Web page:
I have been staring at this page for far too long. I have been staring at this page since last Wednesday, when the nation spotlighted a slab of rock. I have been staring at this page since I was born.
I knew I wanted to write about the anti-abortion laws. I knew it when my throat tightened in sync with the lawmakers’ noose. As the restrictions closed in, so did my airways. My hanging mouth could not find the speech to adequately dictate my horror.
And so, I remained silent. At first. But the words left unsaid start swelling at the base of my throat. That’s the thing about bottlenecks: the contents don’t disappear, they just collect into a state of pressure. I’ve found it’s best to twist the cap off these things early on.
I sat at the living room table, poured myself a big glass of cab, put on some Lizzo, and embarked on my latest quest: to blog about abortions. You know, just your average Tuesday night.
And what a quest it was.
The first draft of this blog was a languid painting of bodily autonomy; a poetic attempt to describe why having a choice is the only choice. This was how it opened:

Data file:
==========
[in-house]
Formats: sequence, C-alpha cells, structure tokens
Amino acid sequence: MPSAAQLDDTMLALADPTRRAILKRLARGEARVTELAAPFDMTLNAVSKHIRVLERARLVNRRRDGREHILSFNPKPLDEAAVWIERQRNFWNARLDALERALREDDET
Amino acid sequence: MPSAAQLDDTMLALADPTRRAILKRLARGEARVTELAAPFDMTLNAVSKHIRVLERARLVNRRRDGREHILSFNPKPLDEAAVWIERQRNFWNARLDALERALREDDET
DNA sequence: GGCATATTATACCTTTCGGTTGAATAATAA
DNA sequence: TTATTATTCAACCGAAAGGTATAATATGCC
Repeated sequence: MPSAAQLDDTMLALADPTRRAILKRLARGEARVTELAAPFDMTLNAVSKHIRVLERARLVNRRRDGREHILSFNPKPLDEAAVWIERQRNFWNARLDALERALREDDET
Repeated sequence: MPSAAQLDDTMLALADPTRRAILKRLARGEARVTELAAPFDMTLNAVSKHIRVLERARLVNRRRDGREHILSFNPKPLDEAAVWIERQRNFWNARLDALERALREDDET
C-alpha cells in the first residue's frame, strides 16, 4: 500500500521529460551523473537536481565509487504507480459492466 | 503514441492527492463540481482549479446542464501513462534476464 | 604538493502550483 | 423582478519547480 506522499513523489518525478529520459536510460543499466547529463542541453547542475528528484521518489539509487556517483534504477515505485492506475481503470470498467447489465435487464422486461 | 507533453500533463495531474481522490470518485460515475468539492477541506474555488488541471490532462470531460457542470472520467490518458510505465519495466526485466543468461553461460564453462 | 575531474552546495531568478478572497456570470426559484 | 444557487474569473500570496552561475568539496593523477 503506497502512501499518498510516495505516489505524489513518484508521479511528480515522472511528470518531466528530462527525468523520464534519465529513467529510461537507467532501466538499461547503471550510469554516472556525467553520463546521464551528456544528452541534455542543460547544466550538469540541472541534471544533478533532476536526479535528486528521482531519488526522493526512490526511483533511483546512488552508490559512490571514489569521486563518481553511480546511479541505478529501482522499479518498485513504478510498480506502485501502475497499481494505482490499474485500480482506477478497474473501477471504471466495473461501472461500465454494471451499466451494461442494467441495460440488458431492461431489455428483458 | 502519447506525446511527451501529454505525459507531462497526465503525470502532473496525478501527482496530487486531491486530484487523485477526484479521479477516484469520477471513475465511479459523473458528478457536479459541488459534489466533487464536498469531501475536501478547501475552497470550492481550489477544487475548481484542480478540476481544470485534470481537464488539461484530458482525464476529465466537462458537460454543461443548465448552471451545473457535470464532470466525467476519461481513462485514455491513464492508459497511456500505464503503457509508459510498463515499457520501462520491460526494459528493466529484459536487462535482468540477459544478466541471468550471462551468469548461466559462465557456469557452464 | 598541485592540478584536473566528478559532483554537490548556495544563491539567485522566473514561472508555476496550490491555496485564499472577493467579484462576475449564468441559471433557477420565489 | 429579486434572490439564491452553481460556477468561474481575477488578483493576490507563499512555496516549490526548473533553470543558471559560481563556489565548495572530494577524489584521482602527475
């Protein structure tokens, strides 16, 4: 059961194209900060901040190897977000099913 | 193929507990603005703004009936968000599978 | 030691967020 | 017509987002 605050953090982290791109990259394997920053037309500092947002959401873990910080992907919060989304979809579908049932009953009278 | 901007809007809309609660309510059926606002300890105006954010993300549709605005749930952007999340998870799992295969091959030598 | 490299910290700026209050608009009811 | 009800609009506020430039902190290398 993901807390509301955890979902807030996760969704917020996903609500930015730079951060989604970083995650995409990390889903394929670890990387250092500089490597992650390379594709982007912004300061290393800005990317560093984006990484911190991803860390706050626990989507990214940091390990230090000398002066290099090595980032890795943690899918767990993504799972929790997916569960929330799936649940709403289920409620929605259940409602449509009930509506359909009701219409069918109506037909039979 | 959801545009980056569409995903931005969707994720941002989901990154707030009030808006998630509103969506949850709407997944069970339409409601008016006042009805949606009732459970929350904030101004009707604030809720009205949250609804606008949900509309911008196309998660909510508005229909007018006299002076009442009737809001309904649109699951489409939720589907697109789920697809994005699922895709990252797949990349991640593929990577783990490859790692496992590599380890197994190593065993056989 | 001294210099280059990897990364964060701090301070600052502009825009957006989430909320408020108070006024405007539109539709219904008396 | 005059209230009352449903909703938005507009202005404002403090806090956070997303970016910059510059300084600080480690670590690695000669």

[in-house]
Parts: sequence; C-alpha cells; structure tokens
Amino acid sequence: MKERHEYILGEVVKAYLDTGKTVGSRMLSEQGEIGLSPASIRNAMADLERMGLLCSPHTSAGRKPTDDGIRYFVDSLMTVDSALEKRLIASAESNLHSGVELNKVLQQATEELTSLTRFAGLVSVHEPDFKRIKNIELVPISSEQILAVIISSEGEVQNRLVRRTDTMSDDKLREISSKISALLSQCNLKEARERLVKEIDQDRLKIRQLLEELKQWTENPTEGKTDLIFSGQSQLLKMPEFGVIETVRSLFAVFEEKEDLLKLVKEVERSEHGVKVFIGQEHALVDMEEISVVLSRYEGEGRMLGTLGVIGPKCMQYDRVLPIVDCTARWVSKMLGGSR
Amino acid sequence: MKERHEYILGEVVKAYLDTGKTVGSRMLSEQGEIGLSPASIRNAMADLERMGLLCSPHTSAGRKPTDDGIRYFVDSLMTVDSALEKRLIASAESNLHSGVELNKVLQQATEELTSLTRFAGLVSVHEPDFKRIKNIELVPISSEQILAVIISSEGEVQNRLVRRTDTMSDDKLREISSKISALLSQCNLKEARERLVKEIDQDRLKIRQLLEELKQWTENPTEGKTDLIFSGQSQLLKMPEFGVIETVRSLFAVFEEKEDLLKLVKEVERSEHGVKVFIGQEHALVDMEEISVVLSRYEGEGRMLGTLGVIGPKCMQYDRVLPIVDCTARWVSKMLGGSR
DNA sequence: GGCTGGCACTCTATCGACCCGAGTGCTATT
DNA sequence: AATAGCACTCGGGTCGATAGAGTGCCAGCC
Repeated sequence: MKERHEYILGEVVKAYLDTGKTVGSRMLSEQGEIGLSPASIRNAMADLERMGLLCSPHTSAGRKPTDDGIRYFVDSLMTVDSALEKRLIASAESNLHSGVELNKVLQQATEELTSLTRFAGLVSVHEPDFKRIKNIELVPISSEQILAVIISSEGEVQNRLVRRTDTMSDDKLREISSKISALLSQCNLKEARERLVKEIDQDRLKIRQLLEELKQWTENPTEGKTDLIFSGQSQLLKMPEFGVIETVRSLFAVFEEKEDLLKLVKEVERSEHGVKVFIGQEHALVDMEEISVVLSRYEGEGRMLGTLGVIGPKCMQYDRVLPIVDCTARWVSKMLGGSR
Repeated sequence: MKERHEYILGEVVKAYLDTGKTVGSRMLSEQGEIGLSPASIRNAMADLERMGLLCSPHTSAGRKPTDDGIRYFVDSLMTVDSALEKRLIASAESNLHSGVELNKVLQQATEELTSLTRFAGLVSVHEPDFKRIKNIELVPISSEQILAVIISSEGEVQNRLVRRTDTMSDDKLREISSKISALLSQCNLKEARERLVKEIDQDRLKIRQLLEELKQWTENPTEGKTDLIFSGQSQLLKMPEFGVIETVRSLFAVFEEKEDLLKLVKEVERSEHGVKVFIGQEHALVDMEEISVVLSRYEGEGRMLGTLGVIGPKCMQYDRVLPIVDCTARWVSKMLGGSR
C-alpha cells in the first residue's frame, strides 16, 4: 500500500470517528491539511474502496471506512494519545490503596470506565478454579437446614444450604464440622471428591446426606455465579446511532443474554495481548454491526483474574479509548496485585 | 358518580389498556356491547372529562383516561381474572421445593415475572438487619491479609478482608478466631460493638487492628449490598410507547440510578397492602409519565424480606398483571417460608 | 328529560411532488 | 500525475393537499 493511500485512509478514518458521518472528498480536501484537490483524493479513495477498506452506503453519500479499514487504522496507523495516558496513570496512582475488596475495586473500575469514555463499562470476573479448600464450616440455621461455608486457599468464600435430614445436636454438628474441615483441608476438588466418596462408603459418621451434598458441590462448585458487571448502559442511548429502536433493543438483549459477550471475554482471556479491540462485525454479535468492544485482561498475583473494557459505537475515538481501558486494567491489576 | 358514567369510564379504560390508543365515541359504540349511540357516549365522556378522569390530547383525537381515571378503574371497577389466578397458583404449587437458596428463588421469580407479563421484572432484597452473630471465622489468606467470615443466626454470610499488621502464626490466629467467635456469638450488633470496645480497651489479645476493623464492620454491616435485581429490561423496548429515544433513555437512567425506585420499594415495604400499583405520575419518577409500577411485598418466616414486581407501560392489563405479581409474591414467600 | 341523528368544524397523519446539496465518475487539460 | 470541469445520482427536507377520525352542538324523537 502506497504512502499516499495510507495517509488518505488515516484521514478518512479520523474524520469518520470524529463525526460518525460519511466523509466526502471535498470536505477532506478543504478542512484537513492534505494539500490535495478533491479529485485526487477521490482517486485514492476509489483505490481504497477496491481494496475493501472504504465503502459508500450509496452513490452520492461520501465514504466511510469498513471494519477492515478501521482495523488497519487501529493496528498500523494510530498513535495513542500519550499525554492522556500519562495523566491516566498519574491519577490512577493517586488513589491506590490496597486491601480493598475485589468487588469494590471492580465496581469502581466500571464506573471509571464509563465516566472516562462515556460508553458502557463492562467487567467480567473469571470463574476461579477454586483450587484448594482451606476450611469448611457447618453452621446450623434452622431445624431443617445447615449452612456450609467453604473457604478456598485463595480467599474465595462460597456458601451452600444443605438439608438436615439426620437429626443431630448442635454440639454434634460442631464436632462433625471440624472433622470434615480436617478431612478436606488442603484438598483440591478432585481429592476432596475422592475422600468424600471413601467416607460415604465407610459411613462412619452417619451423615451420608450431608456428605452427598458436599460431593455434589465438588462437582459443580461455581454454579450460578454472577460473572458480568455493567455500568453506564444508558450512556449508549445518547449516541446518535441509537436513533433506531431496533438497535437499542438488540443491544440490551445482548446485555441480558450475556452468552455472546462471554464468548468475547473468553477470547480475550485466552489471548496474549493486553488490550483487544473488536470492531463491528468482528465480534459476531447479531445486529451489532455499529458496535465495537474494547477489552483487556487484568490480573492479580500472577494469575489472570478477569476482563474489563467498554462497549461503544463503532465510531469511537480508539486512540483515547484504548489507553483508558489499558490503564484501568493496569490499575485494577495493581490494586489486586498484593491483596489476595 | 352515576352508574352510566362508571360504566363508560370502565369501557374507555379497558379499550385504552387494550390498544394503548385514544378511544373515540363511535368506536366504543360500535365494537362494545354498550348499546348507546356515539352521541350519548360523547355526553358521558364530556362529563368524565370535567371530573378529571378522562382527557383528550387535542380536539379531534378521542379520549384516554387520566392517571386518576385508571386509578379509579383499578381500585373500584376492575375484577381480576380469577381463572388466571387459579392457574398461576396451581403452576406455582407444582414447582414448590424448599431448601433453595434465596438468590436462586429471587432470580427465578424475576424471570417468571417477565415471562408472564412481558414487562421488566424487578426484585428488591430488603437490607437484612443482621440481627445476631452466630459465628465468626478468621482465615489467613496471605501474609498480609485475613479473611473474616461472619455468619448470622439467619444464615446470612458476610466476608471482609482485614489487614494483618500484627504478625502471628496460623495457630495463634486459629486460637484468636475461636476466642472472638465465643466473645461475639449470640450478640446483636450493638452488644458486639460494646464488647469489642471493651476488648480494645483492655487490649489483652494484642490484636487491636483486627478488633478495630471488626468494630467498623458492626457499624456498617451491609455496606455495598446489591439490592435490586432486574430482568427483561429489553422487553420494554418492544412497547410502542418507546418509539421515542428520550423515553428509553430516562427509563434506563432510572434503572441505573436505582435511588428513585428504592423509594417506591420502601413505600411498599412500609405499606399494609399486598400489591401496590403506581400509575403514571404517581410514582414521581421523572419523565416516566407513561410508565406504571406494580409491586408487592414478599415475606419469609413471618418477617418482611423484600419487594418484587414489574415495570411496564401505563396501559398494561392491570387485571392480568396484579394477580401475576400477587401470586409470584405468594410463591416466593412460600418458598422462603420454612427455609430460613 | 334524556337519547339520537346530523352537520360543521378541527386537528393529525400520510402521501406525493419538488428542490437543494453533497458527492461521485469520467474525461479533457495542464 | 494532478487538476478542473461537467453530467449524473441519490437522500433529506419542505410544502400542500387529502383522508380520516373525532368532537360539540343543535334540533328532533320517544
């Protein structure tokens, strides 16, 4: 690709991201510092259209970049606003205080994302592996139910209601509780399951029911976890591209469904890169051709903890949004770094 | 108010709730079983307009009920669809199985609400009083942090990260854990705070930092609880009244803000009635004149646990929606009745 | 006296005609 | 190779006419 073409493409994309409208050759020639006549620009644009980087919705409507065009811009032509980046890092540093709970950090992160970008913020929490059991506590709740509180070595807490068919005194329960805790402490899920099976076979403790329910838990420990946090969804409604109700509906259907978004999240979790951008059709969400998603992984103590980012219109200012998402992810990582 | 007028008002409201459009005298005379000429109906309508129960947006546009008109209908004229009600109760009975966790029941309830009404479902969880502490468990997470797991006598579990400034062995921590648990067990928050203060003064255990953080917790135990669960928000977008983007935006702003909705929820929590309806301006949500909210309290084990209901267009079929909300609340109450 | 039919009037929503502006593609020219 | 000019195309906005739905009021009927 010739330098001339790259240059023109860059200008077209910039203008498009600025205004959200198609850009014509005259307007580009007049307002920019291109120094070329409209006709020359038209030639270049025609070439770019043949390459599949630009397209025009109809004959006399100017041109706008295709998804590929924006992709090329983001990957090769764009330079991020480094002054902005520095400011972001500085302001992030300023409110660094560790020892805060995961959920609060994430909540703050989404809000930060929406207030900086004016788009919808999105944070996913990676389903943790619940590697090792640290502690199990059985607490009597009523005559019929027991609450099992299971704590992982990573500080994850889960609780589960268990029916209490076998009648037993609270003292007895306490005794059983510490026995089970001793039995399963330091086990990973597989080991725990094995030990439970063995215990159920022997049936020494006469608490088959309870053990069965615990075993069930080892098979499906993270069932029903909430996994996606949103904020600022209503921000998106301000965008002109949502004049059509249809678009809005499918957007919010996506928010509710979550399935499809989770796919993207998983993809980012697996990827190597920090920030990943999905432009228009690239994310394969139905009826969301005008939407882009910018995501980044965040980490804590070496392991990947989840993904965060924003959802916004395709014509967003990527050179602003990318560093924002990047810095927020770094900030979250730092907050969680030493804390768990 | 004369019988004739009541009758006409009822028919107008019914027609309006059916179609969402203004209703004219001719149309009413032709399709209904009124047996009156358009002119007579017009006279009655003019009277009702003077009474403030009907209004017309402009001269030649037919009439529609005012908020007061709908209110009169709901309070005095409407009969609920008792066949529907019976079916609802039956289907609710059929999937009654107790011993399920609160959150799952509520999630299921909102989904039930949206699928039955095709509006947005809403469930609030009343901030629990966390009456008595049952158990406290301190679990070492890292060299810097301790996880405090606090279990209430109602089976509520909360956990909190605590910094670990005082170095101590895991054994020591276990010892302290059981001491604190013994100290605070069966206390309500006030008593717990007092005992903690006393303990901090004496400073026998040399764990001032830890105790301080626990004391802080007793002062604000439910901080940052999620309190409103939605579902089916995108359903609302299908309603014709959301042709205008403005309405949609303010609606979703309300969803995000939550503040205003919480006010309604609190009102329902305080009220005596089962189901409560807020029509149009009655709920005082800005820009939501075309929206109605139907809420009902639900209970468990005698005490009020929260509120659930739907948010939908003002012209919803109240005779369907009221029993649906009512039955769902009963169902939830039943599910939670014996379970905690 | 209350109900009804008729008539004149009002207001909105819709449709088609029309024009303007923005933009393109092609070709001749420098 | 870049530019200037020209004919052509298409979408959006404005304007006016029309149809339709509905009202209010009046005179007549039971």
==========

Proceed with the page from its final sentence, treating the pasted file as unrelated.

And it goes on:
My body is not a plotted roadmap of known destinations. There are no grids here, no marked capitals. My body is untamed, unruly. It sprawls with ideas that burst like bluebells in spring— sun-soaked and wild. My body is a biological phenomenon. My veins aren’t just veins; they are rivers. Rivers that cut through lonely forests, forests that give way to fiery sand dunes, which then dissolve into buoyant seas. I am still uncovering new things in this cavernous place — planted desires, tidal-wave dreams. I will spend my lifetime exploring this strange land. I may not be its architect, but I do know that I am the keeper of its keys. It is not yours to enter without invitation, and it is certainly not yours to conquer by force. And thus, my body is also my gatekeeper. The varied landscapes of my ungovernable soul are pillared by bone, muscle, and truth: the only viable guards strong enough to withstand, flexible enough to bend, and bright enough to give light in these dark times.
I liked this draft. It made some good points. It went on to discuss bone, muscle, and truth. The ending was sassy.
And yet, there was something missing from its flowered language. It wasn’t angry enough. While it hit on choice and privacy, it failed to encompass the extent of my fury.